Should Grandma send for the allotment due tomorrow or will you get it when you are paid off.
With love from Grandma.
I am your loving Nephew
John H Wilson.”
John met and courted Margaret Hawley. In the 1891 census John is shown as living at 27 Millfield Road in York with Thomas and Selina Bellwood. At the same time, Margaret was living at number 25 Millfield Road with her mother and father, William Hawley, who was an engine driver; York being an important railway town in the North East of England. It would seem to be a case of ‘boy meets girl next door’.
It appears that John moved to Weaverthorpe around 1895 and opened a general grocery and drapery store selling all that the village people needed.
On the 19th October 1896 John & Margaret were married at York Register Office. John was 26 and Margaret was 17. John was recorded as a grocer and draper. At the time Margaret had been living at 45 Nunmill Street, York – probably with her father The couple lived at Weaverthorpe at the shop and the following two pictures show John in Weaverthorpe.
In 1902, John and Margaret had their first child, a son, Henry (Harry) Wilson.
At that time, much of the produce had to be fetched from Malton by the carrier in his cart whilst the farmers went to Malton or Driffield by pony and trap. The roads were rough being surfaced with chalk stones that produced thick mud in the wet weather and choking dust in the dry weather. The journey to Driffield took about three hours each way.
It seems that John took and early interest in mechanical forms of transport as there are two pictures of him, one with an early motorcycle and another with a tricar which had a passenger seat on the front.
He first became a motorist in 1903 when he bought a second hand tricar, a Rex which was a motor cycle with a basket chair in front and this was later exchanged for a new model with proper coachwork (see below).
By 1910 the tricar was exchanged for an 8 H.P. Rover car and later John traded up to a 14 H.P.Humber. Petrol was 6p a gallon!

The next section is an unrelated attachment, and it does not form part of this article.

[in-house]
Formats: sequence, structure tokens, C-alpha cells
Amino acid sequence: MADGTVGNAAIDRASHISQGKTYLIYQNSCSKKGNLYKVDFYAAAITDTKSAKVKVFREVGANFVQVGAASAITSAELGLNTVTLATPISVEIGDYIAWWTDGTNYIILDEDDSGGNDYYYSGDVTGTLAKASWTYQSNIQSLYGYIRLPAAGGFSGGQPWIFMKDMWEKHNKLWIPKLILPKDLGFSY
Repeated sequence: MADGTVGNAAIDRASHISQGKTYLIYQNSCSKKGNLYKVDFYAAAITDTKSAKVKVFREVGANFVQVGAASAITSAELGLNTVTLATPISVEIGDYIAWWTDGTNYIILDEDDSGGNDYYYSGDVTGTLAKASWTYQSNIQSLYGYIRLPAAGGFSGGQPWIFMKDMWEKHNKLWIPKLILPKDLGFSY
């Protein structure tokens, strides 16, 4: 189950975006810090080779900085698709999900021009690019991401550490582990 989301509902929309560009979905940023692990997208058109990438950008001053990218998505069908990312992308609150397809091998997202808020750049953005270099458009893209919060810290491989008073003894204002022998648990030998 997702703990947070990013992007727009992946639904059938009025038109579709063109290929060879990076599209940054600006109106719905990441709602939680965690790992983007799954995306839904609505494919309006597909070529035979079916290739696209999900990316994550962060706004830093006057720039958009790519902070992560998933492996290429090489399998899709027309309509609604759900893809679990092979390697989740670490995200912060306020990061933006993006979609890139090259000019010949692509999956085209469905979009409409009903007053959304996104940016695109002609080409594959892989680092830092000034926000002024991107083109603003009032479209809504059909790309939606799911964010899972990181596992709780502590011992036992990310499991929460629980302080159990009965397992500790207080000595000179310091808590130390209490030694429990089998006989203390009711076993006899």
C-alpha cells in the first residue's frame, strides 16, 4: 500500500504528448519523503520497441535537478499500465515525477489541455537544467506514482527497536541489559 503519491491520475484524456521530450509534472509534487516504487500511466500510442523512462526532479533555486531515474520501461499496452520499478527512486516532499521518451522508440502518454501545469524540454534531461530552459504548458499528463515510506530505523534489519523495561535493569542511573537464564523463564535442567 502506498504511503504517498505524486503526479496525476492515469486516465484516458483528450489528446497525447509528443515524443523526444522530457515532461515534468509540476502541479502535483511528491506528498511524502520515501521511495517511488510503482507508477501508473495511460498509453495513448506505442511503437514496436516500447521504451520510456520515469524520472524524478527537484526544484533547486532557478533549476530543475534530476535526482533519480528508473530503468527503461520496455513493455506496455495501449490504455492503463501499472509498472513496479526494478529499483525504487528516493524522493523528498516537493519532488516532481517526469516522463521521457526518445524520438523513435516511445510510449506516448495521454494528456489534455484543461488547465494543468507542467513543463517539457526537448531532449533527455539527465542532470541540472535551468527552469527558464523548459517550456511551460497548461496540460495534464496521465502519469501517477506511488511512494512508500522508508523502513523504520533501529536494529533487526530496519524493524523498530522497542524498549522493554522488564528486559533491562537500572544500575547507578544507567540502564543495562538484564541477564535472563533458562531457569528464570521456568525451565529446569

It is possible that John used his new found mobility to travel around the area and take photographs of various scenes which he then sold to visitors in the form of postcards. A typical postcard of Weaverthorpe is shown below which found its way to far off Philadelphia in the United States!
As at this time there is no evidence that John had a studio. Although he went to the expense of having pre-printed mounts for his cabinet card photographs, every example found so far was taken out of doors. John obviously had a sense of humour as is shown in the photograph in the Gallery at the end of this biography of the couple billing and cooing beside the conservatory whist a lady peeps at them from around the corner.
Interestingly, John employed a little cross selling by putting a rubber stamp on the back of his photograph mounts which advertised his services as an Agent for the Equitable Fire & Accident Office Limited.
In 1909, when Harry was about seven years old, he was presented with a sister, Clara May Wilson who was born in Weaverthorpe.
A year later, in May, Weaverthorpe suffered a severe flood caused by torrential rain. John and his family and staff moved as much of the shop’s stock and equipment as they could out of harms way but stock in the warehouse outside was badly affected with a barrel of treacle and several 2cwt. bags of sugar creating damage and dismay. During the flood seven year old Harry was given the essential job of keeping his one year old sister safe upstairs. The family had to live upstairs for several weeks until all the mess and the 3” layer of mud was cleared up.
At about the same time the school was condemned and after lots of local fund raising a new school was built in 1911. John Herbert Wilson was appointed one of the school managers and put in a lot of work for the cause.
The shop took most of John’s time as practically everything was stocked and it was open 8.00 a.m. to 9.00 p.m. Monday to Friday and 8.00 a.m. to 11.00 p.m. on Saturday with people often coming to the back door after closing. Whenever did John have time to take photographs?
As well as the shop and his photography business, John also ran a book lending service through ‘John H Wilson’s Circulating Library’. Charges were 2d a week with a fine of 1d a week for overdue books. One of the books in his library was the ever popular Oliver Twist first published in 1838. It is not clear whether the customers obtained their books at the store or whether the books were ‘circulated’ around like a mobile library.
Neither John nor his son was called up to fight in WW1. John was too old at 44 at the beginning of the war and Harry was too young – just – being 15 at the end of the war.